Next on the list of catch all job-descriptions that sound fancy but do next to nothing is the stylist. There are the fashion stylists, who can tell you what not to wear just as easily as the hobo on the bus, albeit with more sarcasm. Then there’s food stylists, whose most brain-wrenching task is figuring out how to make the milk look more “milky” (hint: it’s chalk), or even the personal stylist who will do all of your shopping for you.
Now enter the music stylist. Yes, that’s right … music, because clearly people are too
lazy busy with their fast-paced lives to actually listen to music to see if they like it.
Their job description originally created by businesses and restaurants looking for that just-so ambiance, music stylists are now being hired by the rich folk. They’ll come into your home, look at your décor, photos, and sometimes current taste in music to determine what music would fit your mood and lifestyle.
Don’t get me wrong, I like fashion magazines as much as the next wanna-be fashionista. But lately there’s been some trouble in these shallow waters.
Maybe it was the fact that Fall Vogue was heavier than the dumbbells I lift at the gym. Or maybe it was the fact that as I eagerly turned the pages of the latest Elle, I was struck by page after page of weirdly interesting but extremely high priced “bargain” fashion.
Oh, wait, I’m sorry, I missed the memo where $500 for a skimpy clubbing top is a deal.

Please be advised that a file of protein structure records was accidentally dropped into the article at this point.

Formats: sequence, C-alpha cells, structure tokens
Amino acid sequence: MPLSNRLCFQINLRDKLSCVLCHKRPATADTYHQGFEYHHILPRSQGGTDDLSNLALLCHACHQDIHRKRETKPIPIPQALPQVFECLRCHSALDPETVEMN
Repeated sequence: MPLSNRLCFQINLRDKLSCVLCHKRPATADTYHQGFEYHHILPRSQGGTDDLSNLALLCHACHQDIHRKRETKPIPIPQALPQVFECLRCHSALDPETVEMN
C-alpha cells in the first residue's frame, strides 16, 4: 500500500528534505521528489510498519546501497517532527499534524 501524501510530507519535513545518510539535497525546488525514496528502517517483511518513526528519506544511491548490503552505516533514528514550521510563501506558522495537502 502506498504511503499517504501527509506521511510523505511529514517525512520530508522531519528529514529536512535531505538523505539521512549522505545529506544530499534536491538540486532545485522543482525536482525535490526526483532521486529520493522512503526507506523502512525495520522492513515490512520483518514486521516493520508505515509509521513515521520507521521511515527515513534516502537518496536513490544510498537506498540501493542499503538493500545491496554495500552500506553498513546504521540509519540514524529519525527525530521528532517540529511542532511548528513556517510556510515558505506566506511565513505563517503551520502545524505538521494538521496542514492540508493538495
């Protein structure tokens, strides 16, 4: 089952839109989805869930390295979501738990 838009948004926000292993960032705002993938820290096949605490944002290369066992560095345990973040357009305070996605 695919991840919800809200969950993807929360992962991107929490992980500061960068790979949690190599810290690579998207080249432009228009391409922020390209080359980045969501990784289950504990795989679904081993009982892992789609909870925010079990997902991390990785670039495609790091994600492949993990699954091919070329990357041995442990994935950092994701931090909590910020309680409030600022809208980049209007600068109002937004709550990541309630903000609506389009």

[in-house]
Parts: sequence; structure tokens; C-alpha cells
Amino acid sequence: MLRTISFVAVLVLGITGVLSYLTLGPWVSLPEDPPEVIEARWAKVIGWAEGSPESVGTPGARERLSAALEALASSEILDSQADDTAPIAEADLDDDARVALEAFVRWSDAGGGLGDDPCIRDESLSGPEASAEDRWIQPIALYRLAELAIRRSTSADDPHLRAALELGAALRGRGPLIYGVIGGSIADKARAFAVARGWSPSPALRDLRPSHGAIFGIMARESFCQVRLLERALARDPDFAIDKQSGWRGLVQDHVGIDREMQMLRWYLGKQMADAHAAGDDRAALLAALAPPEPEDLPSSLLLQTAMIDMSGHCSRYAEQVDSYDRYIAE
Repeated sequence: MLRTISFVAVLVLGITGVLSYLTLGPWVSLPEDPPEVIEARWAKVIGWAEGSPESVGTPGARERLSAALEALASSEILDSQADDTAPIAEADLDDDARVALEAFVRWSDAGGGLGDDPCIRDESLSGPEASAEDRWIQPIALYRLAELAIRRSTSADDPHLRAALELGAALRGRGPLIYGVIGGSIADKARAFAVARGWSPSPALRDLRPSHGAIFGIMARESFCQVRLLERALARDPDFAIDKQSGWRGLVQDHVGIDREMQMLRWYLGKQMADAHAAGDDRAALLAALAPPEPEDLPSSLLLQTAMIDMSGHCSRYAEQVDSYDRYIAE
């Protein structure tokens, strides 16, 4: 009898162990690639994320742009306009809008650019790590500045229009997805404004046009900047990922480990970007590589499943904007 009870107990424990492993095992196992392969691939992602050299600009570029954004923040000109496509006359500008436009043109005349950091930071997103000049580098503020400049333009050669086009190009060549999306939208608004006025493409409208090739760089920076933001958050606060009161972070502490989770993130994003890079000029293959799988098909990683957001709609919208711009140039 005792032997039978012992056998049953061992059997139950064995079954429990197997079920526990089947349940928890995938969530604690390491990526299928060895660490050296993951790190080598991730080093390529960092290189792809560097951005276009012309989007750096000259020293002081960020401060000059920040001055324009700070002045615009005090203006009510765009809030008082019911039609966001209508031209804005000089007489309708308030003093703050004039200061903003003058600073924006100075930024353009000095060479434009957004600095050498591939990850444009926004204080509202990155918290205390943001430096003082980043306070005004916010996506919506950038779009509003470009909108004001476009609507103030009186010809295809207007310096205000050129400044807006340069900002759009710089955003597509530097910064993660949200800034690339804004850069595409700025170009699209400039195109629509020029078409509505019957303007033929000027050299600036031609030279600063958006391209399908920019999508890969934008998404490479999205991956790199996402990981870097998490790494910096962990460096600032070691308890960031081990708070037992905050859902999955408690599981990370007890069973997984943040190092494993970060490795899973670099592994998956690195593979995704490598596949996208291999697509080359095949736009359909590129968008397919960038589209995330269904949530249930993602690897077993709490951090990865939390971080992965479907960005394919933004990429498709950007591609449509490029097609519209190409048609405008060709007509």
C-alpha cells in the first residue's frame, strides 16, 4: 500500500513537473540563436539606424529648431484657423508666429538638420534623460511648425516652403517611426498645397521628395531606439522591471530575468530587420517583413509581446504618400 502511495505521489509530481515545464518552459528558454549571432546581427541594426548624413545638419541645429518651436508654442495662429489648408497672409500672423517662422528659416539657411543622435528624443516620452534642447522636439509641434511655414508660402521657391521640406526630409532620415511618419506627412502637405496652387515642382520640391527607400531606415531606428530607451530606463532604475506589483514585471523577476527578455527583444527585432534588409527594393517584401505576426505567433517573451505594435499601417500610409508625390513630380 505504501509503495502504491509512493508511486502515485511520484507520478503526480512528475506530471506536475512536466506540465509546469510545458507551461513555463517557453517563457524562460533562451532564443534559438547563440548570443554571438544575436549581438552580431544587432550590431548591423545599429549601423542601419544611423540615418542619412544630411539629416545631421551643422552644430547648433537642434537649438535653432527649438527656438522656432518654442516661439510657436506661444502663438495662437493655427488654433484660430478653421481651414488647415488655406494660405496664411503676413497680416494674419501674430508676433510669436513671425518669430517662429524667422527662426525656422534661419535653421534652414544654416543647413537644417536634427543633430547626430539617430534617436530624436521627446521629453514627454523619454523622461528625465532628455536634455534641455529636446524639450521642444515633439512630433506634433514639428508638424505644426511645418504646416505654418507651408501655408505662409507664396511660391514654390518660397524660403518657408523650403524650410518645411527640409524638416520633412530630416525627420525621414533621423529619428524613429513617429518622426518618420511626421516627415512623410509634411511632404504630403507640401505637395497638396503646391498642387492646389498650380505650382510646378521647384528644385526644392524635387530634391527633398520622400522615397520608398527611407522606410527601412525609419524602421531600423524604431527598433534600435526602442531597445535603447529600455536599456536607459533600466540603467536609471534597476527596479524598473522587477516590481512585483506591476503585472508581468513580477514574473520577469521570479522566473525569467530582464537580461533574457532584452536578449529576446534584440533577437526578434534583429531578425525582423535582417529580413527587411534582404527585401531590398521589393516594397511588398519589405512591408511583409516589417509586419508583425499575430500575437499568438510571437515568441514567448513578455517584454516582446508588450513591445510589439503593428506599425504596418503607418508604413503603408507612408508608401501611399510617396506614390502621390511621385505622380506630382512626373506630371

Dear John McCain,
We get it. You’re a maverick. But it's beginning to feel like product placement gone bad: “John McCain! He’s the maverick! You know what mavericks go great with? Presidencies! So put this maverick down for your president today!”
It’s cool if you want people to think you’re the lone ranger. But was it necessary to have Sarah Palin refer to you as a maverick six times in her vice-presidential debate?
You remember Lou Dobbs, the CNN anchor who declared time and time again that religion has no place in politics? Well, it seems he has had a change of heart, thanks to, uh, Tony Perkins of the Family Research Council. But he doesn’t want the liberal media to know about it!
“If my colleagues in the liberal national media found out about this I’d be in trouble,” he joked at last weekend’s 2008 Value Voters Summit.
You know your jokes were bad when they inspire Paris Hilton to start defending chastity.
Russell Brand, the Englishman famous mostly for presenting awards, really should have known better than to make fun of the Jonas Brothers’ purity rings at the MTV Video Music Awards. First, their cult following will probably find him in a dark alley and mug him for saying anything mean about their husbands-to-be. Second, purity turned out to be a bit more popular than expected.
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